3. The Longs

Father: Howie Long

Son(s): Chris Long, Kyle Long

The Longs football history began with Howie Long's 13-year career as a DE. The Hall of Famer spent his entire career with the Raiders and won a Super Bowl XVIII ring in the 1983 season.

Chris Long seems to be a chip off the old block, the two-time Super Bowl champion is about to enter his 11th season as a DE. Kyle Long couldn't let his big brother get all the NFL shine though. The 29-year-old OG has spent his five-year career with the Bears and has been selected for the Pro Bowl three times.

2. The Matthews

Grandfather: Clay Matthews Sr.

Father: Clay Matthews Jr.

Son(s): Clay Matthews III, Casey Matthews

There's a reason why the Matthews are called "NFL's First Family." Over three generations, they've had seven family members play in the NFL, but for this list we're going to focus on the lineage of Clay Matthews Sr., Clay Matthews Jr., Clay Matthews III, and Casey Matthews. It all started back in 1949 when Clay Matthews Sr. was selected in the 25th round of the NFL Draft (yes, they had that many rounds back then). Grandpa Matthews was selected by the Rams, but ended up spending his four-year career playing tackle for the 49ers.

A couple decades after his father's career ended, Clay Matthews Jr. was picked No. 12 overall in the 1978 NFL Draft. The four-time Pro Bowler played LB for the Browns for 16 seasons before finishing the last three years of his career with the Falcons.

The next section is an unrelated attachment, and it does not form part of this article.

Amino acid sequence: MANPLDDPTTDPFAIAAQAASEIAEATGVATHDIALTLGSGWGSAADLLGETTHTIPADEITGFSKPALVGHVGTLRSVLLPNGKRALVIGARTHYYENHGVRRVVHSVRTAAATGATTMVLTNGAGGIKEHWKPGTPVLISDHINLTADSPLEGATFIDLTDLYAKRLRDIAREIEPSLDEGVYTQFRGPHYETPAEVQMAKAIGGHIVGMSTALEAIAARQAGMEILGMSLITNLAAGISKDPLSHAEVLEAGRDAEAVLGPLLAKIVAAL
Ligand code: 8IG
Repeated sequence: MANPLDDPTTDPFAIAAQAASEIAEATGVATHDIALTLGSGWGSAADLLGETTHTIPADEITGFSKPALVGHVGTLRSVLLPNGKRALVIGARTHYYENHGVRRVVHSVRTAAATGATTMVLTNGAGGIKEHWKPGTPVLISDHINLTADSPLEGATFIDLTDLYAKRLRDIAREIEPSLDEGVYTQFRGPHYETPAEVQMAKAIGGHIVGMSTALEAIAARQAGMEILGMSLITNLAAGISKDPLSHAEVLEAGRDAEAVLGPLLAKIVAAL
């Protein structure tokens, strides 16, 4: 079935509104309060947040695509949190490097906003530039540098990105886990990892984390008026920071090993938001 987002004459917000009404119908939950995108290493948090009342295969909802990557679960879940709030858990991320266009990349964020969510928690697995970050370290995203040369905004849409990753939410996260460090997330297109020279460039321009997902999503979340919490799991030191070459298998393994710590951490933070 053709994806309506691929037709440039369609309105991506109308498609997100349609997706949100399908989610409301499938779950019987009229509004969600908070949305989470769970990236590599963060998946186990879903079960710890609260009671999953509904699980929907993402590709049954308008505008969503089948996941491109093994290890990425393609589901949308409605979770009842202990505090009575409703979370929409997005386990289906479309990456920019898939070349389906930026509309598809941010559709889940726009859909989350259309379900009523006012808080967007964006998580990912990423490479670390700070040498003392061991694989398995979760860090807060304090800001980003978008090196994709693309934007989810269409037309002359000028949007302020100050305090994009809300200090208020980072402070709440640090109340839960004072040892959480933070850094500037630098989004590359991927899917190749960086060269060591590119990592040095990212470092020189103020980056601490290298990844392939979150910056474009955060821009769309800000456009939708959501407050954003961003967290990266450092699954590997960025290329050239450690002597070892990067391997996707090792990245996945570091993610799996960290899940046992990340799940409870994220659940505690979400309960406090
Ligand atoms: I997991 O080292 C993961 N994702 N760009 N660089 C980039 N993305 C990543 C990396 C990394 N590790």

Then there was Clay III. In his nine seasons in the NFL, Clay Matthews III has made six Pro Bowl teams and been the cornerstone of Green Bay's offense. The 32-year-old helped the Packers win a championship at Super Bowl XLV and has 80 career sacks thus far.

If that weren't enough, Clay's younger brother, Casey, spent four years (2011-2014) as an LB for the Eagles.

1. The Mannings

Father: Archie Manning

Son(s): Peyton Manning, Eli Manning

The Mannings are the unrivaled father-sons NFL trio. Archie spent 14 years (1971-1984) as an NFL QB, throwing for 23,911 yards and 125 touchdowns. Archie's teams never made the playoffs, but Peyton made for the postseasons Archie missed out on. Peyton made the playoffs 15 times in his 18-year career. The five-time NFL MVP won two Super Bowls and set a slew of QB records including passing yards (71,940) and touchdown passes (539) before retiring in 2016.

Don't sleep on Elisha though. The youngest Manning brother has two Lombardis of his own and is going for more as he enters his 15th season. Eli's 210 consecutive QB starts streak is the second-longest in NFL history (Brett Favre's 297 is no. 1). Archie and his boys have thrown for a combined total of 147,533 yards. Name a better trio, I'll wait.